From the perspective of moral relations, once the faithful have attained full and intimate communion in Divine life, they will participate in God’s glory as well: When Christ, Who is our life, shall appear, then shall ye also appear with Him in glory (Col. 3:4). Here we should pay attention to a Christological point in the First Epistle to the Corinthians, where the Apostle Paul says: And whether one member suffer, all the members suffer with it; or one member be honoured, all the members rejoice with it (1 Cor. 12:26). By virtue of Christ’s belonging to humanity it can have its part in Him; just as His Body has glory, so, like blood or a life-giving liquid, this glory can flow through all parts of His life-giving Body.

In the judgment of the holy Apostle Paul, a strict, detailed and accurate expression of the essence of the Heavenly Kingdom in the vain, temporary state of this world is hardly possible: Eye hath not seen, nor ear heard, neither have entered into the heart of man, the things which God hath prepared for them that love Him (1 Cor. 2:9).

The holy Apostle Paul gives his disciples some practical pastoral advice and recommendations that answer the question: “What should we do to make the day of the Lord the beginning of eternal joy?” Firstly, it is Baptism, in which a person dies to sin and is united with Christ; secondly, it is the participation in the sacraments of the Church and compliance with the required high morals in our personal and public life. This union with the Lord—He that is joined unto the Lord is one spirit (1 Cor. 6:17)—is the earnest of future unceasing communion with Him in Heaven. Then we which are alive and remain shall be caught up together with them in the clouds, to meet the Lord in the air: and so shall we ever be with the Lord (1 Thess. 4:17).

When the holy Apostle Paul reflects on the hidden character of the Heavenly Kingdom, there is a hymn to asceticism, spiritual and moral perfection in his words: Neither yield ye your members as instruments of unrighteousness unto sin: but yield yourselves unto God, as those that are alive from the dead, and your members as instruments of righteousness unto God (Rom. 6:13). From the description of the future glorious state of the bodies, as well as from the statement that the same bodies that we had in this earthly life will be resurrected, the Apostle Paul derives the moral rule not to use the body for impure, carnal and lawless deeds: The body is not for fornication, but for the Lord (1 Cor. 6:13); Know ye not that your bodies are the members of Christ? (1 Cor. 6:15); Your body is the temple of the Holy Ghost which is in you (1 Cor. 6:19).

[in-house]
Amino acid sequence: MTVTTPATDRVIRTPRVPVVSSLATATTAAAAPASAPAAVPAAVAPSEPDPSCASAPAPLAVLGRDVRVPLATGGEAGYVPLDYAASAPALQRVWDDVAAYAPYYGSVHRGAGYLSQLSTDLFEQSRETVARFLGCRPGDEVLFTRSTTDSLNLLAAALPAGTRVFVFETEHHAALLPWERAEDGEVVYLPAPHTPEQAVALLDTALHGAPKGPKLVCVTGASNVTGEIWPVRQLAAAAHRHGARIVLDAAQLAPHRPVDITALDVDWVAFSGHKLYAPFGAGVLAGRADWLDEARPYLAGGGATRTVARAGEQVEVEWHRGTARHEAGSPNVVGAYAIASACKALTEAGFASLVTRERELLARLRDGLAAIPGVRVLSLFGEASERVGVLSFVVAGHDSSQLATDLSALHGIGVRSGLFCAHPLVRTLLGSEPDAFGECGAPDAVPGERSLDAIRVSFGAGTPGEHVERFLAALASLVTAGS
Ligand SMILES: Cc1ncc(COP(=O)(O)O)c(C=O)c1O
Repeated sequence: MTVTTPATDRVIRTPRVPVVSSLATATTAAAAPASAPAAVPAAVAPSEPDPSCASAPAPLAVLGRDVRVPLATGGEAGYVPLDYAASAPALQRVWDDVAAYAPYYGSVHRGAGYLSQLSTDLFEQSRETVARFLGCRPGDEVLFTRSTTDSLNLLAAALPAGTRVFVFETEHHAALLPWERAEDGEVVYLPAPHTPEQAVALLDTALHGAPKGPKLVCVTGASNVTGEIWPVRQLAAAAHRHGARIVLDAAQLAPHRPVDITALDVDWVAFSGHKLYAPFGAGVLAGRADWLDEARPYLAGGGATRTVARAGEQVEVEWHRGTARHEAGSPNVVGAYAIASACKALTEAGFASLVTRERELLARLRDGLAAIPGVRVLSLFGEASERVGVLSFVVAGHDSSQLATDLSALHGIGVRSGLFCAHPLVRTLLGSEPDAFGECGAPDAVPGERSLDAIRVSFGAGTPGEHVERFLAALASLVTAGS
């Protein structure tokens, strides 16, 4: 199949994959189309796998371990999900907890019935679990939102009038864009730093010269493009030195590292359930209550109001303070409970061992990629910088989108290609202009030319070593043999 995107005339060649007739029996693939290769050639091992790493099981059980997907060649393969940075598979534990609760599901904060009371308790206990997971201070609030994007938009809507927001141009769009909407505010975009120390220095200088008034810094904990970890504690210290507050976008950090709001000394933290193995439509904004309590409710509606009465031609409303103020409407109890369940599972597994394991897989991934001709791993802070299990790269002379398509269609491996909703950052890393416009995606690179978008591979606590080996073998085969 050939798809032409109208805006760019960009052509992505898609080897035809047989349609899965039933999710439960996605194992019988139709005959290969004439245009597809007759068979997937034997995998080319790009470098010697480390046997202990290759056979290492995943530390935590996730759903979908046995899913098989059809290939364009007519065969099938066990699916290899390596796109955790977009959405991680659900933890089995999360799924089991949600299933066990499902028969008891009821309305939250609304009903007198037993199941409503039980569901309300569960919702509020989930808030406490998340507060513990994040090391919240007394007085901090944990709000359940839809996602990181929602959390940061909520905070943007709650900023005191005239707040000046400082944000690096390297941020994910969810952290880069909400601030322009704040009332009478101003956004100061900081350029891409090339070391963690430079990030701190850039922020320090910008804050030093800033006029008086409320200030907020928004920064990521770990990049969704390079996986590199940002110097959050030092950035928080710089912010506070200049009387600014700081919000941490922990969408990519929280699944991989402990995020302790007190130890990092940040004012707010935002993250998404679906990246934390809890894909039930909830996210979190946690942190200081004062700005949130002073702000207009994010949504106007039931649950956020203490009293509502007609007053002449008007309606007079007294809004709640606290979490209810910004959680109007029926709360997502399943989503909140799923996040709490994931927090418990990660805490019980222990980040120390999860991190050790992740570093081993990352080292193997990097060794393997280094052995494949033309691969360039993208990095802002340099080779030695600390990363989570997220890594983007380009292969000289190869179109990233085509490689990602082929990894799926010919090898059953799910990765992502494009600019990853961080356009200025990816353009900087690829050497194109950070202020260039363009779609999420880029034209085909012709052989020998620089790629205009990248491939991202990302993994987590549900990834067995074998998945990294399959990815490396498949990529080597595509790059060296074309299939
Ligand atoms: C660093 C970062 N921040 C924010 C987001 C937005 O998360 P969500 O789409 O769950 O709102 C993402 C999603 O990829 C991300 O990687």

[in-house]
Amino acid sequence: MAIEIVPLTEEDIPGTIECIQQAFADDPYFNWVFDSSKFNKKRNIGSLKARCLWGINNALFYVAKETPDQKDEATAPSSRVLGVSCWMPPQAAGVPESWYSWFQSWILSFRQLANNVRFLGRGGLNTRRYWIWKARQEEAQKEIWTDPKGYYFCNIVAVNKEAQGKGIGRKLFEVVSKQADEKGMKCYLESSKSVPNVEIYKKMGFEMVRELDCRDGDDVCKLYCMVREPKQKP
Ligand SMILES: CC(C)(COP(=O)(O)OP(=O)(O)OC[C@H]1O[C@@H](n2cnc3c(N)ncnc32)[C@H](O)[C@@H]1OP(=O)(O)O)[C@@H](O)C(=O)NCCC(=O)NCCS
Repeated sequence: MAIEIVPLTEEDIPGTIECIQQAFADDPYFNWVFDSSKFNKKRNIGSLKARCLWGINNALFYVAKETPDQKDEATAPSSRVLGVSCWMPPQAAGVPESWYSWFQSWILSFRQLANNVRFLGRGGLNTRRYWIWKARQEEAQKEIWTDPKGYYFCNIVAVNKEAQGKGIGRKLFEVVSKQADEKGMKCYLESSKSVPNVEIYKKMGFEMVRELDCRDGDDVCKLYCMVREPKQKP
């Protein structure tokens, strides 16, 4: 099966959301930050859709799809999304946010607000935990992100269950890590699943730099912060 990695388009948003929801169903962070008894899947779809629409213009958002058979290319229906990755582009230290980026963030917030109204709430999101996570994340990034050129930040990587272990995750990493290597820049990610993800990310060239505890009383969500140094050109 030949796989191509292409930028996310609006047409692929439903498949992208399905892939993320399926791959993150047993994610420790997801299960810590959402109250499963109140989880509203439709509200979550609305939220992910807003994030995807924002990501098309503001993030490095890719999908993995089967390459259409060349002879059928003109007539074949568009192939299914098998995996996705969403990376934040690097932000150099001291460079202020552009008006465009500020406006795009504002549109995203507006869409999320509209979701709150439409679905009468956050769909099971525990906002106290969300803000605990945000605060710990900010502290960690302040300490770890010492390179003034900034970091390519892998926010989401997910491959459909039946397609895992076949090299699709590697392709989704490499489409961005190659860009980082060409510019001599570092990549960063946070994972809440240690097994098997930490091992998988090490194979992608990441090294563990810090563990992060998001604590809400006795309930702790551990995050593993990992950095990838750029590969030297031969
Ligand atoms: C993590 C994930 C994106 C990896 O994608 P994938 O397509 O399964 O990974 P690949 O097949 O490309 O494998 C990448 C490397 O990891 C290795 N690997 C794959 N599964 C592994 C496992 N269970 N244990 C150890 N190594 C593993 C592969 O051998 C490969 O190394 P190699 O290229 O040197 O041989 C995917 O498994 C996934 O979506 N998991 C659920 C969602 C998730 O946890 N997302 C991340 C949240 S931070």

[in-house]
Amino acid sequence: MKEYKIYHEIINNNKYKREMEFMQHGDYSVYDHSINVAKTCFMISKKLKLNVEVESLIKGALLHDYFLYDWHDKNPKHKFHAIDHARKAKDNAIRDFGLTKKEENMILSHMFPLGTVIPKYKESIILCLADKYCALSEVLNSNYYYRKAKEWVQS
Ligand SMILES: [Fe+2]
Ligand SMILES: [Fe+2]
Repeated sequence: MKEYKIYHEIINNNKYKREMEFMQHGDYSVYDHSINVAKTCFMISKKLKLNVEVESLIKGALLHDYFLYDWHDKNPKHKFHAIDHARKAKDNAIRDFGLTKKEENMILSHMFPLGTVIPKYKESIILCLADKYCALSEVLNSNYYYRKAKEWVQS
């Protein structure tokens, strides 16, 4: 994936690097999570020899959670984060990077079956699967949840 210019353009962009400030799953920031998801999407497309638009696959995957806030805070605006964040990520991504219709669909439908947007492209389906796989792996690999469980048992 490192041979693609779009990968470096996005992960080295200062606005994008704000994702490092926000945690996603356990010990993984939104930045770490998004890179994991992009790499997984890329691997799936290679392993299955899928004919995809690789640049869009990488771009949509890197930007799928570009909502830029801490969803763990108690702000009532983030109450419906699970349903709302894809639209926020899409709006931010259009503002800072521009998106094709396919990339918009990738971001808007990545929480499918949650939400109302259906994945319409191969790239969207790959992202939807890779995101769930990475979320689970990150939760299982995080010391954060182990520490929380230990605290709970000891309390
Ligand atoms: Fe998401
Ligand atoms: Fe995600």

Vasily Surikov. The Apostle Paul Explains the Tenets of Faith to King Agrippa, His Sister Berenice and Proconsul Festus. 1875 Vasily Surikov. The Apostle Paul Explains the Tenets of Faith to King Agrippa, His Sister Berenice and Proconsul Festus. 1875     

The distinctive feature of the Apostle Paul’s Epistles is his pastoral approach. He does not aim to describe the Heavenly Kingdom in detail, as was often the case in the apocryphal Jewish literature of that age (in particular, the Book of Enoch and the Apocalypse of Baruch contain picturesque and fantastic descriptions of the other world). The Apostle Paul consistently instructs and exhorts his readers, warning them against possible mistakes: I would not have you to be ignorant, brethren, concerning them which are asleep, that ye sorrow not, even as others which have no hope (1 Thess. 4:13).

I believe that we, modern Christians, should, too, move in line with apostolic Tradition, which does not entertain itself with colorful pictures of the future, but cares about moral perfection.

Priest Anthony Rusakevich
Translation by Dmitry Lapa

Sretensky Monastery